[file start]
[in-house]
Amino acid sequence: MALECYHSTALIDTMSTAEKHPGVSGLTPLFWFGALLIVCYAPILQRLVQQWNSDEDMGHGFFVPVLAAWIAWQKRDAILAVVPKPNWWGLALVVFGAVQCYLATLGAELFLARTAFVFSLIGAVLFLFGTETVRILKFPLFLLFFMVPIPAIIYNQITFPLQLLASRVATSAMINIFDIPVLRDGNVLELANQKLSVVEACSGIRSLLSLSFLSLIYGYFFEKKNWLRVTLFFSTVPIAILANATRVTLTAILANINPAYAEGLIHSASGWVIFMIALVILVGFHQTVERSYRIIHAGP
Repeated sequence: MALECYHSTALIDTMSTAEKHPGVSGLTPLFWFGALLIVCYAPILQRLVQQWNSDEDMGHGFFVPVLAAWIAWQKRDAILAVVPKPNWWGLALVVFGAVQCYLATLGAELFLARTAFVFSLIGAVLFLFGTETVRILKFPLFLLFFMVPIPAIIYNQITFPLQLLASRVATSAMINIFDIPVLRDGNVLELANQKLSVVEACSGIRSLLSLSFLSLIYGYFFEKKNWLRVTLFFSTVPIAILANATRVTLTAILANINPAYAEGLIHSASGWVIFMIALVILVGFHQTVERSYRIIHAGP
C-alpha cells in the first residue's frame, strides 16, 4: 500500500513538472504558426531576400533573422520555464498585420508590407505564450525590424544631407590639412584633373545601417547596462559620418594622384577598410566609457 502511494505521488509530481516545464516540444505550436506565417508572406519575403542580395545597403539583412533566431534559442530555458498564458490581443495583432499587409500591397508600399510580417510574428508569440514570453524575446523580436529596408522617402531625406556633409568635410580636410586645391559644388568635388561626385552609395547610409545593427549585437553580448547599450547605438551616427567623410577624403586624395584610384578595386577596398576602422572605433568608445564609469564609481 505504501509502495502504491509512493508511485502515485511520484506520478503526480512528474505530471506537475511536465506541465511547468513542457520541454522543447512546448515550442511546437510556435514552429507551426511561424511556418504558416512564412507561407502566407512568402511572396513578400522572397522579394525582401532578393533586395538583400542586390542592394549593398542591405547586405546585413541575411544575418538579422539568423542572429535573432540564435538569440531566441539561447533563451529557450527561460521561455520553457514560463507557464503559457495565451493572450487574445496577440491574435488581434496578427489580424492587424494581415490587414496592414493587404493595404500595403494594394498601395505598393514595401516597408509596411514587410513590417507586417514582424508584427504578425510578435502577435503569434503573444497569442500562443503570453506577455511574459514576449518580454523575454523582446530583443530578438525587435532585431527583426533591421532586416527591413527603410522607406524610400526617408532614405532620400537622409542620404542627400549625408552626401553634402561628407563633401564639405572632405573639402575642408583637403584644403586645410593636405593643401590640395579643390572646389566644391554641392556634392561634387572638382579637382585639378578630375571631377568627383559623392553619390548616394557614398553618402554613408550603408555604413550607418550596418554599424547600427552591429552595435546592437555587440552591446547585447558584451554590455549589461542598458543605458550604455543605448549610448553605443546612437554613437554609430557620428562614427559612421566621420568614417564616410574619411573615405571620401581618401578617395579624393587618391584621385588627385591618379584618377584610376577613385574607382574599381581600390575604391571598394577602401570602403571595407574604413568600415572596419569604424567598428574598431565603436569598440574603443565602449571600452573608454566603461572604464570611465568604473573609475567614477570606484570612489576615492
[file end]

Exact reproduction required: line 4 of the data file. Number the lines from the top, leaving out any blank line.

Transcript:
C-alpha cells in the first residue's frame, strides 16, 4: 500500500513538472504558426531576400533573422520555464498585420508590407505564450525590424544631407590639412584633373545601417547596462559620418594622384577598410566609457 502511494505521488509530481516545464516540444505550436506565417508572406519575403542580395545597403539583412533566431534559442530555458498564458490581443495583432499587409500591397508600399510580417510574428508569440514570453524575446523580436529596408522617402531625406556633409568635410580636410586645391559644388568635388561626385552609395547610409545593427549585437553580448547599450547605438551616427567623410577624403586624395584610384578595386577596398576602422572605433568608445564609469564609481 505504501509502495502504491509512493508511485502515485511520484506520478503526480512528474505530471506537475511536465506541465511547468513542457520541454522543447512546448515550442511546437510556435514552429507551426511561424511556418504558416512564412507561407502566407512568402511572396513578400522572397522579394525582401532578393533586395538583400542586390542592394549593398542591405547586405546585413541575411544575418538579422539568423542572429535573432540564435538569440531566441539561447533563451529557450527561460521561455520553457514560463507557464503559457495565451493572450487574445496577440491574435488581434496578427489580424492587424494581415490587414496592414493587404493595404500595403494594394498601395505598393514595401516597408509596411514587410513590417507586417514582424508584427504578425510578435502577435503569434503573444497569442500562443503570453506577455511574459514576449518580454523575454523582446530583443530578438525587435532585431527583426533591421532586416527591413527603410522607406524610400526617408532614405532620400537622409542620404542627400549625408552626401553634402561628407563633401564639405572632405573639402575642408583637403584644403586645410593636405593643401590640395579643390572646389566644391554641392556634392561634387572638382579637382585639378578630375571631377568627383559623392553619390548616394557614398553618402554613408550603408555604413550607418550596418554599424547600427552591429552595435546592437555587440552591446547585447558584451554590455549589461542598458543605458550604455543605448549610448553605443546612437554613437554609430557620428562614427559612421566621420568614417564616410574619411573615405571620401581618401578617395579624393587618391584621385588627385591618379584618377584610376577613385574607382574599381581600390575604391571598394577602401570602403571595407574604413568600415572596419569604424567598428574598431565603436569598440574603443565602449571600452573608454566603461572604464570611465568604473573609475567614477570606484570612489576615492